Slime Time!: Waimea students take on principal’s challenge, raise $7,200 for American Heart Association
There’s something alluring about slime.
It’s s oft and slippery, fun to play with and even more fun to pour on someone — especially if you’re a Waimea Elementary School student and the someone you’re “sliming” is your principal.
For this year’s Kid’s Heart Challenge benefiting the American Heart Association, Waimea Elementary School accepted the Slime Challenge.
Students were challenged to raise a set amount of money in exchange for an opportunity to slime an adult on campus, according to Parent Community Network Coordinator Tania Opamin.
With the school principal being the logical first and best target, Opamin presented the idea to Scott Tamura, who responded with an enthusiastic, “I’ll do it.”
“He’s a trooper,” Opamin said, adding that when people heard about the Slime Challenge, they asked her, “Wait, how did you get the principal to agree to do this?”
“I didn’t have to get him to agree,” she said. “He volunteered.”
It was decided that every student who collected $100 or more would be allowed to slime the principal and volunteer faculty. And while Opamin knew going in that students were excited about the challenge, neither she nor Tamura fully appreciated slime’s appeal.
“From the moment we started, things got crazy,” she said. “The prospect of sliming someone was a huge incentive. ”
Some of the kids earned $100 really quickly then asked, “Well Auntie, if I earn $200 do I get two cups of slime?”
Not really thinking it through Opamin said, “Yes. Sure. Why not?”
When the two-week challenge ended Feb. 14, an impressive $7,200 had been raised, the most money ever collected by the school for a heart challenge. Ninety-one students made donations with 31 raising $100 or more.
To raise money, students completed various tasks including doing yard work and collecting recyclables.
“They got pretty creative just because they wanted to slime the principal,” Opamin said. “That was the goal for them. They just wanted to slime.”
She advised the students they could do what they needed to do with one stipulation: no begging.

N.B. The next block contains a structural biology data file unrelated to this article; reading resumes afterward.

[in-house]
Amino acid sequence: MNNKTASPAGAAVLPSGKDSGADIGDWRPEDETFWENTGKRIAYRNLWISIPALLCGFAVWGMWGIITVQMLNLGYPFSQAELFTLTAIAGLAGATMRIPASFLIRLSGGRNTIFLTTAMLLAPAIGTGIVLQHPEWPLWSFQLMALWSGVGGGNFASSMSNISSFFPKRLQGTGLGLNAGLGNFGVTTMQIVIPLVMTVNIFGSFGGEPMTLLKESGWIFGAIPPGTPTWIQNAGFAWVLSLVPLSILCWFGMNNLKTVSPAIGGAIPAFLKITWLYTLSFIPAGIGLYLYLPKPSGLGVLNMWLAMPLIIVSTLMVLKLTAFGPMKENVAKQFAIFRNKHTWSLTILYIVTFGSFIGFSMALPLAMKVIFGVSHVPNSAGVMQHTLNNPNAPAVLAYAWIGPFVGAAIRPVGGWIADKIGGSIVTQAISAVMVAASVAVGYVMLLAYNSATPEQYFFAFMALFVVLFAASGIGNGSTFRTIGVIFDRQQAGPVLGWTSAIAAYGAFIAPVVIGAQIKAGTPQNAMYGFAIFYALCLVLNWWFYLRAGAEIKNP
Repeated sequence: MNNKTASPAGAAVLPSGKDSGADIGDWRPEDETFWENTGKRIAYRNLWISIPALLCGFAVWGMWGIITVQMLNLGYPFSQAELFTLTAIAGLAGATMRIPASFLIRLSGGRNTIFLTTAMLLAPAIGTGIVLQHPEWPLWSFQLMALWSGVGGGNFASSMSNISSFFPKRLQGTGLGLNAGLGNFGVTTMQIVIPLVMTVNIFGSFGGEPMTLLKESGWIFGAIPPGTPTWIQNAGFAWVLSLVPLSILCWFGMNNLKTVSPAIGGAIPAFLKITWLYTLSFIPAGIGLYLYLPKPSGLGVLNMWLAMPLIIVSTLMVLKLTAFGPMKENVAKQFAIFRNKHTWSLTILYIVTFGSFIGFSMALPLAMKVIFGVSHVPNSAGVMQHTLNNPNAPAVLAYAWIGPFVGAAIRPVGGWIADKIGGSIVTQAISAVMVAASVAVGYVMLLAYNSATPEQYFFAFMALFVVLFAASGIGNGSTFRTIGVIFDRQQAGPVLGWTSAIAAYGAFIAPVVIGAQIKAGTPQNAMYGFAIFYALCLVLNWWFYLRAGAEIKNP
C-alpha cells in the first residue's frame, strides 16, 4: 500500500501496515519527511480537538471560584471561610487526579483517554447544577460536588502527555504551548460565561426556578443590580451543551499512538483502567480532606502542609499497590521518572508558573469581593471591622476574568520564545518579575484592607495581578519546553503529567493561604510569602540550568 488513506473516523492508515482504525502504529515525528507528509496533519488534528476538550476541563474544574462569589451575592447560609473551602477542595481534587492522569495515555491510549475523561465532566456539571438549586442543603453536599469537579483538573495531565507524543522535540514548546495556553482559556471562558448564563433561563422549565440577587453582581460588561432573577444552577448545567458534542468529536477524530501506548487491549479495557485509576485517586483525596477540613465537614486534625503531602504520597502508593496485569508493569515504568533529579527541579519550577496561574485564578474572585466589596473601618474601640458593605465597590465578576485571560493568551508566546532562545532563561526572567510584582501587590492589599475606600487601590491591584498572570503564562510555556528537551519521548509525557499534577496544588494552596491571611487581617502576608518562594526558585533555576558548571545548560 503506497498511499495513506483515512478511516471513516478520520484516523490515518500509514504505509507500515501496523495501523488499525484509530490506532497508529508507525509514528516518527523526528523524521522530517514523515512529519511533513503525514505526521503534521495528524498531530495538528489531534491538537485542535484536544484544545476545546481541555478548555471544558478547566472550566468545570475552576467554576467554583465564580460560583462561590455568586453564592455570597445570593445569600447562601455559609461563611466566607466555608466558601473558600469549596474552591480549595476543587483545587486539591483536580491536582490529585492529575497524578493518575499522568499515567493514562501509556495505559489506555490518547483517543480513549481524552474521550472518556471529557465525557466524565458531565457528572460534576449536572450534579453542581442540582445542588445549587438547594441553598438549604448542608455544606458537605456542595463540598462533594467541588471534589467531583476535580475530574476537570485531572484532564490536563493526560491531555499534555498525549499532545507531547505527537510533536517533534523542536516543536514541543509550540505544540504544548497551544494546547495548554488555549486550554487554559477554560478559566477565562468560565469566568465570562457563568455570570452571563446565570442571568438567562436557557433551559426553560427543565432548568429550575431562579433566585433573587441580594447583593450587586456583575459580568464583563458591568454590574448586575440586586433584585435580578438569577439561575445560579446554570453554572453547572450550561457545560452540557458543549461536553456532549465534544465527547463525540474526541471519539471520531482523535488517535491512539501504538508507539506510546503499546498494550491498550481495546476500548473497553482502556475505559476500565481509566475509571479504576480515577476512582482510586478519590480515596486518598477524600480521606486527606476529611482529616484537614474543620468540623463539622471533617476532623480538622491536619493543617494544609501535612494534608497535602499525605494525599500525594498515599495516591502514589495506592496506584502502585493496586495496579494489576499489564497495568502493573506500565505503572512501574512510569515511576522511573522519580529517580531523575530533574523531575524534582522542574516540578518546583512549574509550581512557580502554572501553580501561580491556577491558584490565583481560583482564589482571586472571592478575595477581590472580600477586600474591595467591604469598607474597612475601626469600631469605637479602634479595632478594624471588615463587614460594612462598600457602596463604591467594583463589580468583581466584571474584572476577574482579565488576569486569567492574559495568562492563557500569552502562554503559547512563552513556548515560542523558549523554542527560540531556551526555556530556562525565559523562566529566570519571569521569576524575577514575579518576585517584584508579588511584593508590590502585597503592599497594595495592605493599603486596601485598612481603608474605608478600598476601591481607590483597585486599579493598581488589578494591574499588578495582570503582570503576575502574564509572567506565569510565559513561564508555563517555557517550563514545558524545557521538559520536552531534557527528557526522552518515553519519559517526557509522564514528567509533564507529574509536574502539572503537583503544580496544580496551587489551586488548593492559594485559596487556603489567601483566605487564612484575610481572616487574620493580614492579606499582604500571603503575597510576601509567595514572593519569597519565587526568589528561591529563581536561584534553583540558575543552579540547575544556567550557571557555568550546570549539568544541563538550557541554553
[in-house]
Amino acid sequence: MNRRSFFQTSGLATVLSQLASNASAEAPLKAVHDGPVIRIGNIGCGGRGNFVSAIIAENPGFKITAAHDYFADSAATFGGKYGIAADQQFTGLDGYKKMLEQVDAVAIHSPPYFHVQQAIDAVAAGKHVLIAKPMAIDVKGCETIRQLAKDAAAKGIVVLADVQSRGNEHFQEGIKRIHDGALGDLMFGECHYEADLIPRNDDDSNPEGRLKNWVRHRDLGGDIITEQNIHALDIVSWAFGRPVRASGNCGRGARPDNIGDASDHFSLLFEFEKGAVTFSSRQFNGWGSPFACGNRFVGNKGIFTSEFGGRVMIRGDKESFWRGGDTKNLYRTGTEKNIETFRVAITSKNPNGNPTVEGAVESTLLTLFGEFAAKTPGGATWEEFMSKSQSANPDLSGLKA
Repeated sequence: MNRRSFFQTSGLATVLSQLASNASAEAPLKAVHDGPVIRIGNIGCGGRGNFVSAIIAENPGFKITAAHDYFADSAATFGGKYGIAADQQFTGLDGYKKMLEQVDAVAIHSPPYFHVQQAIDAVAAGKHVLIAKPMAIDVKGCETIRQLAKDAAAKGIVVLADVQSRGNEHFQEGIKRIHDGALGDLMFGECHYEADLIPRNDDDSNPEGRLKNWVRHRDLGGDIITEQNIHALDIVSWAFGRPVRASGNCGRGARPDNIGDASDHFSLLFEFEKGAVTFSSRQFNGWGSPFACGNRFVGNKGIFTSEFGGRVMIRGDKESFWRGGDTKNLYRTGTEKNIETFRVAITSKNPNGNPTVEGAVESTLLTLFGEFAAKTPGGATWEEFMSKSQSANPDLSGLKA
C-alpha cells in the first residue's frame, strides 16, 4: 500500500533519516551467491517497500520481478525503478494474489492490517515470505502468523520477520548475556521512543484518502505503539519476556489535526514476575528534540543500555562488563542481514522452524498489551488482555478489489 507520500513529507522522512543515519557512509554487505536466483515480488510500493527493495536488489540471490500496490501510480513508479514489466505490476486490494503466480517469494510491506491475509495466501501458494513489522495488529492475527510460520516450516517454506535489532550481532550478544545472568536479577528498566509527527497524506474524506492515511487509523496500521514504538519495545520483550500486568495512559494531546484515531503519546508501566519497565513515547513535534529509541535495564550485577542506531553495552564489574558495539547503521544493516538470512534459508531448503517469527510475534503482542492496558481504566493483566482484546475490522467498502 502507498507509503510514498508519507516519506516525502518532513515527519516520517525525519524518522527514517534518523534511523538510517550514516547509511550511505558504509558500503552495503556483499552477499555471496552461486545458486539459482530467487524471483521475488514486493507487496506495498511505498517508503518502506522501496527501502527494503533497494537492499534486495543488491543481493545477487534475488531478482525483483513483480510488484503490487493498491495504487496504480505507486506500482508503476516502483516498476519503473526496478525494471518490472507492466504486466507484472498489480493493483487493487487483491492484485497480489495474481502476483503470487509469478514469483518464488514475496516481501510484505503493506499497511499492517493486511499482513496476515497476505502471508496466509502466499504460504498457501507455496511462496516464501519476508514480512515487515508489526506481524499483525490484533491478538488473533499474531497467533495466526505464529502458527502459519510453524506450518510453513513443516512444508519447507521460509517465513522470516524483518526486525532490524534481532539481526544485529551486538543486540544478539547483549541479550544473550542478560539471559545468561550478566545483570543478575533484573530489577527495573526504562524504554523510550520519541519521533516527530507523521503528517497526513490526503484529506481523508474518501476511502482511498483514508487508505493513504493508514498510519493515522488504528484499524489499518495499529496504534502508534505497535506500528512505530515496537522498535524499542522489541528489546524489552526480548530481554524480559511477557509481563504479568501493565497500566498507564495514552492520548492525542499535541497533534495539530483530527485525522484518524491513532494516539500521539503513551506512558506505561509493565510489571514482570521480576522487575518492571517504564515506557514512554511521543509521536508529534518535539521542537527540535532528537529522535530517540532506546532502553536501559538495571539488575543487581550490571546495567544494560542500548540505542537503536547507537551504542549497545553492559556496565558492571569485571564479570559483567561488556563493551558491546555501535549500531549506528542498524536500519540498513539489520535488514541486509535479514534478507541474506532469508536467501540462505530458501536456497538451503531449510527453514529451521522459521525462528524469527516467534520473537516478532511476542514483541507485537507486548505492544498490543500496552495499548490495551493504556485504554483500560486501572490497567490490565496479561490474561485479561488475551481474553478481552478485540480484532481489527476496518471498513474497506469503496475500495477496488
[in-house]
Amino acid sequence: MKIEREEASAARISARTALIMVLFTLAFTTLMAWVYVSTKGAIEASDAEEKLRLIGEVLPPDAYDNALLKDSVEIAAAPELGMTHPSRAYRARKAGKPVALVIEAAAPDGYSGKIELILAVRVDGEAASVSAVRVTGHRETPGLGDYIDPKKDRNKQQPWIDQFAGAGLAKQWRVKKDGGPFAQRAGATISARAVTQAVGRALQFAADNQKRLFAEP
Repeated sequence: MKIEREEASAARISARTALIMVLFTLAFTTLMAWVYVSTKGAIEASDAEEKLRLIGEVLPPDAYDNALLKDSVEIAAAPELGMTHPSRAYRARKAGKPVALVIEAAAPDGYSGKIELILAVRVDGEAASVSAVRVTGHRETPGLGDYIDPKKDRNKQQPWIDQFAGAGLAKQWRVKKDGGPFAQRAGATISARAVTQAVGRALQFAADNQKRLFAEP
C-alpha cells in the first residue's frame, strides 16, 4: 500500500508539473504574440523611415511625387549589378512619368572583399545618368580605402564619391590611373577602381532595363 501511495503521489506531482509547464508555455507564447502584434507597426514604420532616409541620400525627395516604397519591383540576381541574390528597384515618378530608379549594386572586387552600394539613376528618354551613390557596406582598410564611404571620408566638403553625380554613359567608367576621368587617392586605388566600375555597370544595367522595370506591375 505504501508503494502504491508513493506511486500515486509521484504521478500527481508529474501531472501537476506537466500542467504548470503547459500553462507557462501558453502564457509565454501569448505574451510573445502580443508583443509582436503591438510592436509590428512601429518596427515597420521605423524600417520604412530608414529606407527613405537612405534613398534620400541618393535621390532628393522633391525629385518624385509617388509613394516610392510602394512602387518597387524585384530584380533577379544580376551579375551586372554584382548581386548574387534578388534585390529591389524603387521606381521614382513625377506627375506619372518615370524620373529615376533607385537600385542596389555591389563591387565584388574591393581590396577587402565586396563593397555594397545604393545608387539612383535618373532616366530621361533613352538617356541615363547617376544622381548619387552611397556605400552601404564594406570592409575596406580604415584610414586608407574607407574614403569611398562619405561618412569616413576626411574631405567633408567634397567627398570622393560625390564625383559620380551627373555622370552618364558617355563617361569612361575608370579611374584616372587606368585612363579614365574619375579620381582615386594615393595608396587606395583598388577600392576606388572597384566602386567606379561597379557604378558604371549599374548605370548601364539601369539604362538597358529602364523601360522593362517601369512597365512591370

“I told them they had to ask for donations in the right way, or earn it.”
The big day
Slime Day was held last Monday, March 9, with the entire school in attendance.
Using flour, water and a little bit of green food coloring, Opamin concocted several tubs of slime and transported them to the slime stage in the middle of the school yard.
En route to the stage Principal Tamura conceded this was his first time getting slimed.
“I’m looking forward to it,” he said, smiling. “It’s a very ‘engaging’ opportunity.
”The students have been so excited about it, just the interaction, right? On the first day they were all telling me, ‘Oh I got so much money. One of the students who got to that $100 mark early on came to me saying, ‘Oh boy, I get to do it.’”
Tamura volunteered to be slimed to support the Kid’s Heart Challenge.
“The heart challenge gets our students involved in community activities,” he said. “That’s really what it’s all about … helping our community — not only in Waimea but all over the state and all over the United States as well.
“We talk to the students about being community contributors, it’s one of our general learner outcomes,” he continued. “This activity demonstrates to them that, by their participation they are being community contributors, learning how to be a part of their community and helping their community.”
Slime Day was extra fun for the students because it occurred during Spirit Week and was held on Wacky Day when the students get to do wacky things like wear their shirts backward and put their hair into wacky pigtails and braids.
When slime time finally arrived, the anticipation of the crowd had reached a frenzy.
Principal Tamura, Vice Principal Megan Minotti, faculty members Shirley Revelle, Lori Bergin and Tammy Muranaka took their places on the slime stage, with 51 cups of neatly poured minty green slime behind them.
Kindergartener Ella Freedlund started things off by neatly pouring her cup of slime down her principal’s back. The level of sliming then escalated with the students who’d earned the right to slime increasing their voracity and accuracy with each pour.
As their principal proceeded to become covered in slime the students cheered with some literally jumping for joy. They chanted in unison the name of who should get slimed next while those being slimed continued to laugh and smile.
In short, Slime Day did not disappoint.
Kainoa Horn, a kindergartener who with his $794 donation raised the most of all contributors said, “I liked sliming the principal.”
Second grader Mahina Carvalho was among to first to raise more than $100 said, “I got messy and it was fun.”
“The kids had fun, the faculty had fun and a large sum of money was raised for the American Heart Association,” Opamin said.
That’s a win-win in anyone’s book.